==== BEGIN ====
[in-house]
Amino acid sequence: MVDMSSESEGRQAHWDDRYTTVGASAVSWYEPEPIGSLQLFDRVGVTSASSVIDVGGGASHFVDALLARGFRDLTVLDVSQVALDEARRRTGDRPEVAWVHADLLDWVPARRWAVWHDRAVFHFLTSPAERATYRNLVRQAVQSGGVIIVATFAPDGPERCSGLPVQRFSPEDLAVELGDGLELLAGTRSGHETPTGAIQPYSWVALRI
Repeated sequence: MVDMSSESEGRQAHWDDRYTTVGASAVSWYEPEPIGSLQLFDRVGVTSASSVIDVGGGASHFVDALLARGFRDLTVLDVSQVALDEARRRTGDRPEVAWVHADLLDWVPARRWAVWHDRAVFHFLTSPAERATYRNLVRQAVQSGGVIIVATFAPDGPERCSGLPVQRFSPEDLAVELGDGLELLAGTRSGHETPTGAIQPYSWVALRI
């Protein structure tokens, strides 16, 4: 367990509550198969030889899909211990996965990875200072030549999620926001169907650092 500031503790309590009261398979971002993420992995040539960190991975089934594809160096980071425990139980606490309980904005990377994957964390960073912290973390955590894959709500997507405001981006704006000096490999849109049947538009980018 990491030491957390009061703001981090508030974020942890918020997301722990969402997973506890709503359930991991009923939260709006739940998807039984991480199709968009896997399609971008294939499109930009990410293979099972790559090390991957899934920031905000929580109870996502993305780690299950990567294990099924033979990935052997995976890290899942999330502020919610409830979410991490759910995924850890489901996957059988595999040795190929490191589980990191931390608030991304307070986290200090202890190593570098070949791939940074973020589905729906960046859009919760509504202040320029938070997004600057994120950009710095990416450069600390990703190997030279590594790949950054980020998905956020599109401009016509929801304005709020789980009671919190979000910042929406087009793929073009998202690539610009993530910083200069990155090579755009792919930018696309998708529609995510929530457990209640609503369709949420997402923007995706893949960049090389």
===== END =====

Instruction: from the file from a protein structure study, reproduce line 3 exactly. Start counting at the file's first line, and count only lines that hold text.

Repeated sequence: MVDMSSESEGRQAHWDDRYTTVGASAVSWYEPEPIGSLQLFDRVGVTSASSVIDVGGGASHFVDALLARGFRDLTVLDVSQVALDEARRRTGDRPEVAWVHADLLDWVPARRWAVWHDRAVFHFLTSPAERATYRNLVRQAVQSGGVIIVATFAPDGPERCSGLPVQRFSPEDLAVELGDGLELLAGTRSGHETPTGAIQPYSWVALRI